Airports unite in commitment to reduce disruptive passenger behaviour

Airports have reaffirmed their commitment to reducing disruptive passenger behaviour as a result of alcohol-related incidents.

Two years ago an industry Code of Practice was created to reduce the number of disruptive passenger incidents, particularly those caused by excessive alcohol consumption. On Friday 1 February, airports reiterated their support for the initiative and outlined the actions they have taken collectively and individually to bring down the number of alcohol-related incidents down.

These included building on previous prevention measures in a number of ways such as: joining with industry partners in the One Too Many campaign, to educate passengers on the risks of disruptive behaviour; internal reporting systems for disruptive behaviour/ banning the sale of promotional measures such as a ‘double-pint’; and singing up to Best Bar None or similar accreditation schemes.

“While only a proportion of disruptive behaviour incidents are due to excessive alcohol consumption, it is clear that efforts by the industry to tackle those passengers that drink alcohol to excess, such as the measures introduced by airports and the One Too Many campaign, are having a positive impact,” said Karen Dee, chief executive of the Airport Operators Association (AOA).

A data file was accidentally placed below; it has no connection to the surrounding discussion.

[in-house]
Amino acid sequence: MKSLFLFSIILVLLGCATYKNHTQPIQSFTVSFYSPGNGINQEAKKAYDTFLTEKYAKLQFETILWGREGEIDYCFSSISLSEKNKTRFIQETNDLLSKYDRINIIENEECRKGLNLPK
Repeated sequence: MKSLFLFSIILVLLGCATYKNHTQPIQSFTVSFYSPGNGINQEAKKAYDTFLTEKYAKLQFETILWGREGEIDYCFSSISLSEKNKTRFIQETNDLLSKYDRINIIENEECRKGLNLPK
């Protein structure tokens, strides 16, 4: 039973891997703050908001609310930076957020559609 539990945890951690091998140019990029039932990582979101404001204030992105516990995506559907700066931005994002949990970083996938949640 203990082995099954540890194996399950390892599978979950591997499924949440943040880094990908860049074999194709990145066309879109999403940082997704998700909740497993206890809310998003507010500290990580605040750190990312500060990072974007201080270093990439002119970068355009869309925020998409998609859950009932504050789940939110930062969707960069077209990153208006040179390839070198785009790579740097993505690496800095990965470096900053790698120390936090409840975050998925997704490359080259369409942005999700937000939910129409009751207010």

Working alongside its members, the AOA has identified pinch-point areas in the airport where additional measures can be developed beyond the existing Code of Practice. These include: banning the sale of shots in airport bars, as well as the sale of miniature bottles of spirit in duty-free outlets and introducing a yellow-card scheme for warning passengers who are observed to be borderline or too boisterous. The latter would usually be facilitated in close cooperation with the local police force.

Speaking on 1 February, Dee continued: :The industry as a whole is taking disruptive passengers very seriously. Today we underline the airports’ commitment to taking the necessary steps to ensure that the majority of well-behaving passengers can continue to enjoy travelling by air.”

She also warned that “ultimately, passengers should be aware that they have a responsibility to themselves and fellow passengers to behave appropriately.”

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